In parts one and two, I talked about how the San Andreas fault formed the San Gabriel mountains. While I was spending the week sleeping in those mountains, I took field trips to a couple geologically fascinating sites in the California desert that are not directly related to the San Andreas, but are nevertheless evidence of the fascinating tectonic history of California.

The first stop was Rainbow Basin, near Barstow. This lies in an area that was once occupied by a shallow lake. The area is also the home of the Calico fault, which runs parallel to the San Andreas. On this map, the Calico fault is #21; the San Andreas is #30.

Like the San Andreas, it is a right lateral strike-slip fault. Also like the San Andreas, it has a bend in it. Which means that it creates local compressional forces while the blocks on either side try to slide past each other.

This is the beautiful result:

Darn it. I was going to build up the story into this great crescendo and pop that picture on you as a breathtaking climax, but I just couldn’t contain myself. What you are looking at is the Barstow syncline. A syncline is a fold that forms a trough, as should be obvious from the picture. (The opposite is an anticline, which forms a crest.)

Because of that bend in the fault, the sliding becomes compression. Because the Calico is much smaller than the San Andreas, the effect is not quite as dramatic as creating the Transverse Ranges, but it is no less beautiful. It’s the same physics, but in miniature.

At the top of the fold, you see an angular unconformity, basically a missing part of the sedimentary record. The folded rocks are about 15 million years old. They folded and eroded and no more layers were deposited until about a million years ago, when that top layer that has some vegetation started being deposited.

The layers here are mostly mudstone and sandstone, deposited at the bottom of the aforementioned lake. But there are other layers, too, like volcanic ash (bright white in this photo):

Those layers have been folded so much, they dip down under the road and come up on the other side.

The green layers, by the way, are metamorphosed volcanic rock. I wonder if they’re related to the Pelona schist.

Well now that I’ve ruined the story, I’m going to be quiet while I let you enjoy the rest of Rainbow Basin.

I bet you weren’t expecting another, even bigger picture of the syncline. Did you find yourself breathing heavy when you saw it again?

I grew up in Southern California and I never knew this place existed. It could be because it’s so remote.

My GPS was all “You’re on your own, sweetie.”

However, it is near what is quite possibly the most awesome intersection in the world.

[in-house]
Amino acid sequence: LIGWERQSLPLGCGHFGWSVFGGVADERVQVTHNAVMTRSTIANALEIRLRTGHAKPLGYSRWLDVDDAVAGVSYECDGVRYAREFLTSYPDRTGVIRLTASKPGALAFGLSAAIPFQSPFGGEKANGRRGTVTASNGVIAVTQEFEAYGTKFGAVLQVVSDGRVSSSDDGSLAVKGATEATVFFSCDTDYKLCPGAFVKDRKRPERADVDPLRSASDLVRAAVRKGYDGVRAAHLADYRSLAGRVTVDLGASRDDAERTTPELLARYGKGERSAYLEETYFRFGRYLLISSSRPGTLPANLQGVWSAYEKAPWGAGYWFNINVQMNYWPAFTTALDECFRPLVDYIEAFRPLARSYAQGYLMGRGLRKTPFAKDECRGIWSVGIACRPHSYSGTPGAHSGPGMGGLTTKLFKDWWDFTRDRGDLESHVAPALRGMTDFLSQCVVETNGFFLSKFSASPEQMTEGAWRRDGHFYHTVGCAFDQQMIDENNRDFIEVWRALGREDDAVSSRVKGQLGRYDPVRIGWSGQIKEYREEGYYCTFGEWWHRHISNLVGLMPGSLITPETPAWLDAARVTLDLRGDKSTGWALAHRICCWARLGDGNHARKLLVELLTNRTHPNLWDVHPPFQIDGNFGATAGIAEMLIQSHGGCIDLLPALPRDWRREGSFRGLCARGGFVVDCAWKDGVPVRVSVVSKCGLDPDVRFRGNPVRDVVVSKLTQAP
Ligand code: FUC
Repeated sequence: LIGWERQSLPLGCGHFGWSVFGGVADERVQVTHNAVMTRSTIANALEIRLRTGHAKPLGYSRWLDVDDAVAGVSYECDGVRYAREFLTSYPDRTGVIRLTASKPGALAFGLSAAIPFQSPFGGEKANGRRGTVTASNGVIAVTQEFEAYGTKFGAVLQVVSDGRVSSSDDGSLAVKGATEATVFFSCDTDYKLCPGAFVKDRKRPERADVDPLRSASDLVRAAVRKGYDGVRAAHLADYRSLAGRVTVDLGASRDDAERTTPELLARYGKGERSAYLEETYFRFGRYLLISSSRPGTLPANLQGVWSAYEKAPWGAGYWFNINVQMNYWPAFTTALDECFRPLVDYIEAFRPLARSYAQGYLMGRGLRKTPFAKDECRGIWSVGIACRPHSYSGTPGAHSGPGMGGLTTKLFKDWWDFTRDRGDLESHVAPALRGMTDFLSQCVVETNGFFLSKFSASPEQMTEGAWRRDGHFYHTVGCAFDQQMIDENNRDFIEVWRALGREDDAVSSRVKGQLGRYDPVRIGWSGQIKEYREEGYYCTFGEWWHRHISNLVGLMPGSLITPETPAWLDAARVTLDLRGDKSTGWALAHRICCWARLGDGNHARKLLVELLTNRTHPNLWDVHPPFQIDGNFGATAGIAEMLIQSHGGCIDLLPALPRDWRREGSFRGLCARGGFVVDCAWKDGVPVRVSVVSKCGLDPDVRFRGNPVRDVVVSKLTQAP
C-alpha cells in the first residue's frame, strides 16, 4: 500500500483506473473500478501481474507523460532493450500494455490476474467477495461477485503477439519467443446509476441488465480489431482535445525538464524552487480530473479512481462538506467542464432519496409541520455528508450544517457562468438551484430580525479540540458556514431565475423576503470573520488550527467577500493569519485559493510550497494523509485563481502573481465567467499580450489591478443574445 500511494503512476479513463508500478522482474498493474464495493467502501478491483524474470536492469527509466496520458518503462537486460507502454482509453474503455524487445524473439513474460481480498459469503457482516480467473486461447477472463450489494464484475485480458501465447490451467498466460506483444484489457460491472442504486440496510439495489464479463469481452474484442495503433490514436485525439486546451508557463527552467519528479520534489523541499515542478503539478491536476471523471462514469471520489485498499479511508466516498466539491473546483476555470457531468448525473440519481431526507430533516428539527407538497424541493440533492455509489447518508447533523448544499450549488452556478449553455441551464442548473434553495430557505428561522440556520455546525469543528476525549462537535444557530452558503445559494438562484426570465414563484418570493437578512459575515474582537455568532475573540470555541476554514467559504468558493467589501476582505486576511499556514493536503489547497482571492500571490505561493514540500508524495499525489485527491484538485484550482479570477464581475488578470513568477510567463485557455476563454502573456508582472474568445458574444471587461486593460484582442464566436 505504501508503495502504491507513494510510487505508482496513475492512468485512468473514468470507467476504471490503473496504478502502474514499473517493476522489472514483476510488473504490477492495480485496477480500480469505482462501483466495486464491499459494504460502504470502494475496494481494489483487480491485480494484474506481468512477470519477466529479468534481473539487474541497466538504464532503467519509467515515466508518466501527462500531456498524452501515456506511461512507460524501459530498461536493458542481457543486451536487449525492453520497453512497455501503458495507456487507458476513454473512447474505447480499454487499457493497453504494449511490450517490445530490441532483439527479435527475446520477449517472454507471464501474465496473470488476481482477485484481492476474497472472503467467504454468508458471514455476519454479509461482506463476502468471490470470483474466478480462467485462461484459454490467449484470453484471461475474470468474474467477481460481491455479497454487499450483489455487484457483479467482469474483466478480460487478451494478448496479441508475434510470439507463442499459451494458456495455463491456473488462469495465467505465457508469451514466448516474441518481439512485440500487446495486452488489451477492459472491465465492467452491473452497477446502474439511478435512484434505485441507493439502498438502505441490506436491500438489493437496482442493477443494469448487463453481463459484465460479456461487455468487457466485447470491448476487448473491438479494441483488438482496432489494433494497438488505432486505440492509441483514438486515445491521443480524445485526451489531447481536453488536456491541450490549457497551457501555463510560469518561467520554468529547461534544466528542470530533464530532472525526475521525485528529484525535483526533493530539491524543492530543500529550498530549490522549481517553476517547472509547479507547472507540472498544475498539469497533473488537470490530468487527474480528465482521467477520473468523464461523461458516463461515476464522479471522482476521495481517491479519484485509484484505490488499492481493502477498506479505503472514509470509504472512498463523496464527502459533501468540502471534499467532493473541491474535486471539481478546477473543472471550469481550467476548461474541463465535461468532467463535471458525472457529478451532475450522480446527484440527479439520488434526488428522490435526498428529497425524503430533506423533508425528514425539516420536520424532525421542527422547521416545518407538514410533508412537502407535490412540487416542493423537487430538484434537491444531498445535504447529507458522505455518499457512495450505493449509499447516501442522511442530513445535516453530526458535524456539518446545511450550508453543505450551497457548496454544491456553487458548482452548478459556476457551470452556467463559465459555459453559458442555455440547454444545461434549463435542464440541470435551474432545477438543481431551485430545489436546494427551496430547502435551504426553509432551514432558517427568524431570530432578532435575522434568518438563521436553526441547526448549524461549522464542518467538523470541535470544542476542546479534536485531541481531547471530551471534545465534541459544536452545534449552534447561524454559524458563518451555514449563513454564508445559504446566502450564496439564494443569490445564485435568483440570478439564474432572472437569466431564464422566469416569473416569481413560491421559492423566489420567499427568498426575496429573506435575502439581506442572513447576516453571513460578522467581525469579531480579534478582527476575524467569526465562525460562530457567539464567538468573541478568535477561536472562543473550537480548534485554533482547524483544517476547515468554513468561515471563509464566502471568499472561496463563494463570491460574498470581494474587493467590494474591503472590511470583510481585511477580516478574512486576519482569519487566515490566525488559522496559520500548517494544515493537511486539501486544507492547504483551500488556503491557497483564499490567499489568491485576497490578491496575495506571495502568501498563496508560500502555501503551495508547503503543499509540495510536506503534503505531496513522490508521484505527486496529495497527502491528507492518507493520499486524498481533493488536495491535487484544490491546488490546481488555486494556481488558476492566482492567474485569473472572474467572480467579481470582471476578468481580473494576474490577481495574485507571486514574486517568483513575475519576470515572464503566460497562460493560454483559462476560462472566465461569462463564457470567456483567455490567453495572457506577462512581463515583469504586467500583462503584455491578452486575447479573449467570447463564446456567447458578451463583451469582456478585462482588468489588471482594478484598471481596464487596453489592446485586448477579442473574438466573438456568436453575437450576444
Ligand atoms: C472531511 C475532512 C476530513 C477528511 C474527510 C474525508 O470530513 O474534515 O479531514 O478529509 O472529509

It’s Fossil Bed Road because a whole slew of Miocene fossils have been found here. In fact, a whole interval of geologic time was named after this area, the Barstovian stage, which was 16 to 12 million years ago.

My second field trip was to Amboy and (sort of) Pisgah craters. These are a couple of cinder cones in the Twentynine Palms area. Cinder cones are basically baby volcanoes that spit out cinders for a while, maybe make a lava flow or two, and then give up. They are usually very symmetrical and attractive.

First I went to Amboy, and to get there requires driving through an ice age lake bed, Bristol Dry Lake.

The lake bed is now covered with salts left behind when the water evaporated, which are being mined for commercial purposes. In the distance, across what feels like the never ending salt flats, you finally get a view of the crater.

This is designated a National Natural Landmark, and there’s a parking area and picnic tables. They were completely deserted when I was there. But you get a nice, close view of the crater from a (thankfully) shaded observation deck.

See the lava flows around the crater? They are quite extensive, as you can see on the map.

There are both pahoehoe flows,

and aa flows.

These are basaltic lava flows, which you can tell by the dark color. This lava has a very low silica content, which means that gas escapes easily and you don’t get the big explosive kinds of eruptions. The lava just calmly flows out. This is the Hawaiian kind of eruption, not the Mt St Helens kind. The only difference between pahoehoe and aa is the water content. Pahoehoe has more water and flows more easily, and when the surface cools it has a ropy appearance. Aa has less water and has a more crumbly texture.

There is a trail to the summit, which is only about 220 feet up, but considering the temperature, I thought it best to defer the hike to a possible future visit.

After my brief but scorching visit to Amboy Crater, I decided not to go hunting for Pisgah Crater. I did, however, catch sight of it from Interstate 40.

The lava flows around Pisgah are quite extensive. I had driven about 10 miles past the crater and I was still driving past lava flows next to the interstate.

You can see in this map just how large the lava flows are, and that quite a bit of them are covered with sand.

Not far from Amboy, I found this, which has nothing to do with either cinder cone, but is just beautiful.

I believe these are the Marble Mountains, which are found in the Trilobite Wilderness Area. I love these names!

I hope you enjoyed my brief tectonic tour of Southern California. I’m going to leave you with a portrait of my daily visitor during my week in the mountains.